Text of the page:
But this is exactly the crux of her point – this preoccupation with how men feel about feminism needs to go; they have been hogging the light for too long. In her second sold-out session at SPOV, she used ‘Hate Male’ – the deluge of abusive messages she has received over the years –  to ground her talk on the need to place women firmly at the centre of the feminist story. Unapologetic and unwavering, Clementine calls for us all to stop relating the discourse to men: there is no need to reward them for engaging in the dialogue, as it should not be about them.

The Hate Male collection aptly illustrated her point that women’s increasing agency is being met with a wave of vitriol in some places, most often by men who feel their worldview is threatened. Hardened, reactive stances emanate from behind the safety of their screens. The messages Clementine has received reveal that the current of misogyny runs thick and that there is a profound disconnect in this online world; but it also gives an opportunity to galvanize, for feminists to connect and to respond to these men with humour ‘by taking the rug out from under them’ in a very public forum. Clementine used humour extensively and extremely effectively to turn the tables on the abuse, draining it of its power.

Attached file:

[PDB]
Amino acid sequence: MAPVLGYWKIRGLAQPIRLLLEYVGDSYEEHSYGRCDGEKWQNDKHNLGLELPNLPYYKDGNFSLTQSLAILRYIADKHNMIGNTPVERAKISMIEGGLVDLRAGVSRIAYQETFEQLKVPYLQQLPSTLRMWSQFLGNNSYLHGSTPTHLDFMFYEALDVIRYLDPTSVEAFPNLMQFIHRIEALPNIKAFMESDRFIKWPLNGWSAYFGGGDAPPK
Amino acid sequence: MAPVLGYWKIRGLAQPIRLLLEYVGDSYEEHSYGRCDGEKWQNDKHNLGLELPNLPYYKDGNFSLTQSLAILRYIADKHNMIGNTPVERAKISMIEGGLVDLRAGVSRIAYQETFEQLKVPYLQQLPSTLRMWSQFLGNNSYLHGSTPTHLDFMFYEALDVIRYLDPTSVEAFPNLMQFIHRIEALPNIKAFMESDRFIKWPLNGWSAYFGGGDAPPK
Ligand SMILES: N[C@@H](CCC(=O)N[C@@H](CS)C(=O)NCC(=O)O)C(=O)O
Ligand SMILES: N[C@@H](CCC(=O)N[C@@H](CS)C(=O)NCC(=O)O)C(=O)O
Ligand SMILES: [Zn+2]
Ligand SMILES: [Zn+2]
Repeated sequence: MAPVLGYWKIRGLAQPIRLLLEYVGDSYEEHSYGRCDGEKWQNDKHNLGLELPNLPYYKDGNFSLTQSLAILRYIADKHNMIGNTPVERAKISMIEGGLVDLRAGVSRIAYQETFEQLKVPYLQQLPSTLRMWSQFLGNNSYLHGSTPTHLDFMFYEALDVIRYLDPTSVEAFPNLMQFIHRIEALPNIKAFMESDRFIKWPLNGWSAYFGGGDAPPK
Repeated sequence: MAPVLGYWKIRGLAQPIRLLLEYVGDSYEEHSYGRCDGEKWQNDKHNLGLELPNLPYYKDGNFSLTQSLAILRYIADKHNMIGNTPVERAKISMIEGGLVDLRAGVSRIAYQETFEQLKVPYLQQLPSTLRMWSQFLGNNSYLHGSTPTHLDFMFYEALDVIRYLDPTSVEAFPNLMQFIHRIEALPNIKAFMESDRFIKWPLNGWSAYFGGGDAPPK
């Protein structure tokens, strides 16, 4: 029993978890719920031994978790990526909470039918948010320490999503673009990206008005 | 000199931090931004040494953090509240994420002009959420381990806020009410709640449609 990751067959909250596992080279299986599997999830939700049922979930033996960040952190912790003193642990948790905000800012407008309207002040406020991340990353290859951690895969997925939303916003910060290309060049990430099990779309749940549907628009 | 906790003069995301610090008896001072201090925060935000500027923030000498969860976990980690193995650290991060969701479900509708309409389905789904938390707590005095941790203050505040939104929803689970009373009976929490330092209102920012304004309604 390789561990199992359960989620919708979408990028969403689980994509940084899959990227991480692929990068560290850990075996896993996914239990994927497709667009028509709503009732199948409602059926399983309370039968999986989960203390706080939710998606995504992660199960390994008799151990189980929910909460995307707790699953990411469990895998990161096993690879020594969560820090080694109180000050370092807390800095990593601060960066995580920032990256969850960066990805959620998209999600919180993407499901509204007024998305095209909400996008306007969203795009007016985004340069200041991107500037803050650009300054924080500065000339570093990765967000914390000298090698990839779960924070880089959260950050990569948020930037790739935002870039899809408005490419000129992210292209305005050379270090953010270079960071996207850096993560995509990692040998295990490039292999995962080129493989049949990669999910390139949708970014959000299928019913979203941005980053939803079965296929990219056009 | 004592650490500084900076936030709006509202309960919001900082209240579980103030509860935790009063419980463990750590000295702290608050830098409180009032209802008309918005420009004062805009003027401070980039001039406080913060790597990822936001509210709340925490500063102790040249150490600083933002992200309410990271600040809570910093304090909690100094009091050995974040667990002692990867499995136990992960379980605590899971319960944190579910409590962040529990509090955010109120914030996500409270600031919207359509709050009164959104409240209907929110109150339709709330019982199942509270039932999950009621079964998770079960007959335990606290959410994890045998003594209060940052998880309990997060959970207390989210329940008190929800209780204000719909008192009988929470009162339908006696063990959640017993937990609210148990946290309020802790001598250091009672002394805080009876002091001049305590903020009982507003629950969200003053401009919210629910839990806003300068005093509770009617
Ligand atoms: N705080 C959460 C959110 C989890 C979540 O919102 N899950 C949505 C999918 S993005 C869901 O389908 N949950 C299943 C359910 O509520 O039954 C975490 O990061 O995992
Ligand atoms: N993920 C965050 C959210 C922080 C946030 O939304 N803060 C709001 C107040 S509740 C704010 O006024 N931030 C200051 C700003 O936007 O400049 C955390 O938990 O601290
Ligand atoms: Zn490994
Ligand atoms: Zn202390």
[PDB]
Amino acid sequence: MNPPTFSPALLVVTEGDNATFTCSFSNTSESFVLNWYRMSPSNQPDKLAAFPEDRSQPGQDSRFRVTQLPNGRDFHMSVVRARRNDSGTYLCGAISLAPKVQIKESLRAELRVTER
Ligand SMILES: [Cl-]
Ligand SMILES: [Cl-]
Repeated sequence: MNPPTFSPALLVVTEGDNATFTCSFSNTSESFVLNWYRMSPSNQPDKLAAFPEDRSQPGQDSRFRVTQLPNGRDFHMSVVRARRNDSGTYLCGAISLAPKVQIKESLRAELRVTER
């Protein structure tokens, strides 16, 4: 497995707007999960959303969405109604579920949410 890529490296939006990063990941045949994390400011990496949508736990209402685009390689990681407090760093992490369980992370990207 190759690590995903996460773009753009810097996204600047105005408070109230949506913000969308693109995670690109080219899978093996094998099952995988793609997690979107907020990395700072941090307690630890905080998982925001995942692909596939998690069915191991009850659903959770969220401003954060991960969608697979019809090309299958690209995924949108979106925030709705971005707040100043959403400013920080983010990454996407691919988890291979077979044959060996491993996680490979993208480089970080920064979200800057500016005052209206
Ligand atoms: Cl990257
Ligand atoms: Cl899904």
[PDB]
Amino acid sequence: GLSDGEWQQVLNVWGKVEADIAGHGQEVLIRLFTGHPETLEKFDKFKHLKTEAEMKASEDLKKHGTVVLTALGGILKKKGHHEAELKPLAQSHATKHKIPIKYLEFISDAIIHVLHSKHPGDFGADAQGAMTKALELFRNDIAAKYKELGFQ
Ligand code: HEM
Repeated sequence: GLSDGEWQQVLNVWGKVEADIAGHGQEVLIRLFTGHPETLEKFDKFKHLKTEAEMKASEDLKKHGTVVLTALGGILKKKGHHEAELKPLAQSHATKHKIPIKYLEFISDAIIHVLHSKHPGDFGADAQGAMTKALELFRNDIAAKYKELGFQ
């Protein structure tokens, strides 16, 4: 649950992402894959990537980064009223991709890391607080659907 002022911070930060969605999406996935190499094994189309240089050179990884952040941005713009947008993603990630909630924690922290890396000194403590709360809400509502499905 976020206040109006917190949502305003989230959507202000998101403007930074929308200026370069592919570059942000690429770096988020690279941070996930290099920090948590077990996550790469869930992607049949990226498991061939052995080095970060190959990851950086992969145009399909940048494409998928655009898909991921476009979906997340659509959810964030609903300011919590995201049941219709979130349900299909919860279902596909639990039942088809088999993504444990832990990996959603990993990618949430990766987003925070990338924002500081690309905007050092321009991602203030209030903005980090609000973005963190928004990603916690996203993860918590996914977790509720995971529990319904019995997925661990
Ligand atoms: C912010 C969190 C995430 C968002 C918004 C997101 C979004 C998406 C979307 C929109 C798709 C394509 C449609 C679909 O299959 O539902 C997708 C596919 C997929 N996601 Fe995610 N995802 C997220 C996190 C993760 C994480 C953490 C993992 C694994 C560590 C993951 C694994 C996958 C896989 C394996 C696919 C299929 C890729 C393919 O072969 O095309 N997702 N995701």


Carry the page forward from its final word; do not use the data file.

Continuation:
cleminactionMany of these ‘men’s rights activists’ abuse her for getting upset about words – the old ‘Can’t you take a joke?’ is often lobbied in her direction. Yet, as she astutely points out, their words come in response to her words, ‘So who is really the oversensitive one?’

What is in a word then? The use of certain words aligns those who use them with a power structure and a rape culture, and other words empower others to stand up and call it out. Clementine calls for society to stop excusing behaviour and insults – the minimising tactics were seen here with the ‘boys will be boys’ approach to the Roast Busters. When the narrative makes such instances seem small or insignificant, it forms part of the cultural scaffolding that has made this okay, in service to patriarchy and rape culture (where those of privilege are not punished when it could impact their future potential).

It all starts on the small scale, an incremental chipping away at the power structure. Clementine furnished the audience with tips to combat this subtle, systemic sexism, which can be much harder to challenge than the ‘big ticket items’. When faced with a sexist joke, ask someone to repeat it several times or to explain why it’s funny. This shifts the spotlight onto them, and the onus to justify it.

Both sessions opened up new perspectives and possibilities to act. Both called for us to look beyond ourselves. Too often there is a tendency to place the self at the centre in the insular modern experience. But people like Clementine Ford, Dave Galler and Glen Colquhoun breathe life into the promise of empathy.